This is, of course, an excellent example of pareidolia, which is defined as, a psychological phenomenon involving a vague or random stimulus which is perceived as significant. Like when songs are played backwards and people think Elmo is saying "go kill your neighbor's dog, Thomas!" or something. The only significance in what he wrote was placed on it by my overly-excited pattern-matching brain.
Still, it was a funny incident.
Nora had her first sleepover / pajama party this month. She and one other friend went to a third friend's house to spend the night. Apparently they had to be told at 1am, several hours after lights out, that they needed to be quiet and go to sleep. Nora informed me that she and her talkative friend had decided, "Hey, let's just stay up all night long talking!"
They had a doughnut centipede for breakfast the next morning. The party was a complete success.
Ian's open personality and charisma continues to open doors for him. I take him every morning to the grocery store after dropping Nora off at school. It's a family owned (they are all siblings) store across the street from the school. When Ian walks in, he immediately showers Hola's on everyone. At last count, they have 1.2 billion nieces and nephews, so they are all good with kids. Ian is particularly fond of Leti, the woman who works in the cured meats and cheeses section of the shop. He shouts "¡Tetiiii!" whenever he sees her and runs into her arms. One day this month, she had the idea to put some safety glasses on Ian. They fit perfectly.
Ian and Leti. (proud dad photographer in the mirror)
Bruno, the butcher, put on his glasses, too.
Then, Leti broke out a clown nose that Ian had no problem donning.
It did seem to force his mouth into this closed frown.
Ian knows all the regulars that come to the store at that time of the day. One of them is a local grandfather, with two granddaughters that he takes to school, named Nando (short for Fernando). Whenever Ian sees him, Ian shouts, "¡Nando! ¡Pan!" and Nando dutifully goes to get his daily bread and break off a ginormous chunk to give to Ian, who says, "¡Gacias, Nando!"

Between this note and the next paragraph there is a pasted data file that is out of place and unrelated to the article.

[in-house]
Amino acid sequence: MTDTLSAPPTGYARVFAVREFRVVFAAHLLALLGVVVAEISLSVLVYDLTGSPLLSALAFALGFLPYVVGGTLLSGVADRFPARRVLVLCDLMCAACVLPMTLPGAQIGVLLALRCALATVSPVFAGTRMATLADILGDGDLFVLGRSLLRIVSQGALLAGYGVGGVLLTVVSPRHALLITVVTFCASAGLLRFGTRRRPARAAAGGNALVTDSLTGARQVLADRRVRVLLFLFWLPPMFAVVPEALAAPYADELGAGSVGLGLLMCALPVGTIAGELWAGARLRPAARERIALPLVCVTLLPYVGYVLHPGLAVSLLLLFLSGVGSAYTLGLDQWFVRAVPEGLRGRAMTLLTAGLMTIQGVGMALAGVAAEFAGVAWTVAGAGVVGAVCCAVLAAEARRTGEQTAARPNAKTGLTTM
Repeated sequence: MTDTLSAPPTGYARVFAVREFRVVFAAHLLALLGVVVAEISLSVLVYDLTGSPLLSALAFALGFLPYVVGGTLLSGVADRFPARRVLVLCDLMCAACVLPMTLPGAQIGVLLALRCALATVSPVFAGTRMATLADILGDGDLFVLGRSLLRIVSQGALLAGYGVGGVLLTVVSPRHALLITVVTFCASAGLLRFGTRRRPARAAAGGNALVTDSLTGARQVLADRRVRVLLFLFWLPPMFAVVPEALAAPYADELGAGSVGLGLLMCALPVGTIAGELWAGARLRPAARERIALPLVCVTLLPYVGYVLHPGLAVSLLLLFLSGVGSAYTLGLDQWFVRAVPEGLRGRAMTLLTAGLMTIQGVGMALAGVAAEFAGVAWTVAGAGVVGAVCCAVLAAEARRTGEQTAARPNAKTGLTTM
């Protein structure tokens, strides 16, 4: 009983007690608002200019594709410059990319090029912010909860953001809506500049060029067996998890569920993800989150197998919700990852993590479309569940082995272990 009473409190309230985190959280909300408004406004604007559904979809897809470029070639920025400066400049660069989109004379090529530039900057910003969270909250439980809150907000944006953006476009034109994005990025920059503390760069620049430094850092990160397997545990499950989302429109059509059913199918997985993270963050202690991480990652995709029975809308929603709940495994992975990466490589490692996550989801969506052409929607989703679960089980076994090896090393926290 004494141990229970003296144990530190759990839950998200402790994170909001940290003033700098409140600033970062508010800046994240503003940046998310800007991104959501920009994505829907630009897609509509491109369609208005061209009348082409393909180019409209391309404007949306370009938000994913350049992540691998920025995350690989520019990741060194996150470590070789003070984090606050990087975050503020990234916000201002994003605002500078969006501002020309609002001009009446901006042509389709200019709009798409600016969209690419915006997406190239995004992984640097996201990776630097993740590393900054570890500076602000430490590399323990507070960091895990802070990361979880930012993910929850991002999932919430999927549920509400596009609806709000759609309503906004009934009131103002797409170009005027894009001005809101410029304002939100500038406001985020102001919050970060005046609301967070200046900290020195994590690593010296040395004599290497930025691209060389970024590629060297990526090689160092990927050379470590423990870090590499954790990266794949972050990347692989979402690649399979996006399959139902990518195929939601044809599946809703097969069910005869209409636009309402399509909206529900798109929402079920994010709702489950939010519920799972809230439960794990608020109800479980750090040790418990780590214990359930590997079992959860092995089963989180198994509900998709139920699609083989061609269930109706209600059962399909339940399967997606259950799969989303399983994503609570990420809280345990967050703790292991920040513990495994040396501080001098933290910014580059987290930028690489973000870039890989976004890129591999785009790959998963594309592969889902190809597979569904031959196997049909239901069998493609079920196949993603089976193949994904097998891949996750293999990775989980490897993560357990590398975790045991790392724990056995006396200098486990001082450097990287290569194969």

Several times this month he has walked home (Nando lives a little past our house) with Nando, hand in hand. With the love and attention he gives to people, it's no wonder that he has so many friends at such a young age. What a lovely child, and a lovely man Nando is for assuming the grandfather role when Ian's grandparents aren't around.
Nora lost her second tooth this month. It was the incisor neighbor to the first tooth lost that was reported as "loose" on the day the first one was left for the Ratoncito Pérez, the Spanish rodent tooth fairy. This time, however, she left a note asking the rat to just bring her candy and money and not take the tooth as payment. Personally, I would never have consented to such an affront to free market capitalism ("Transactions don't work like that, young lady!!"), but I wasn't involved in either the letter writing or the mouse's actions. As with many such parenting mountains, it turned out to be a molehill the next morning which was the last time she seemed to care where the tooth was.
As you can see, her permanent incisor is right there trying to jostle for a place. This girl has some orthodontics in her future.
Proud girl on the playground right after it fell out. Her eyebrow continues to heal, but it's too early to tell how much scarring there will be.
Here's a little clip of how Nora and Ian play together at the park by the church. I think this might've been the first day that Ian figured out how to go down the slide on his belly. Make sure your volume is at a reasonable level, as the church was pretty excited.
The state of the offspring is strong!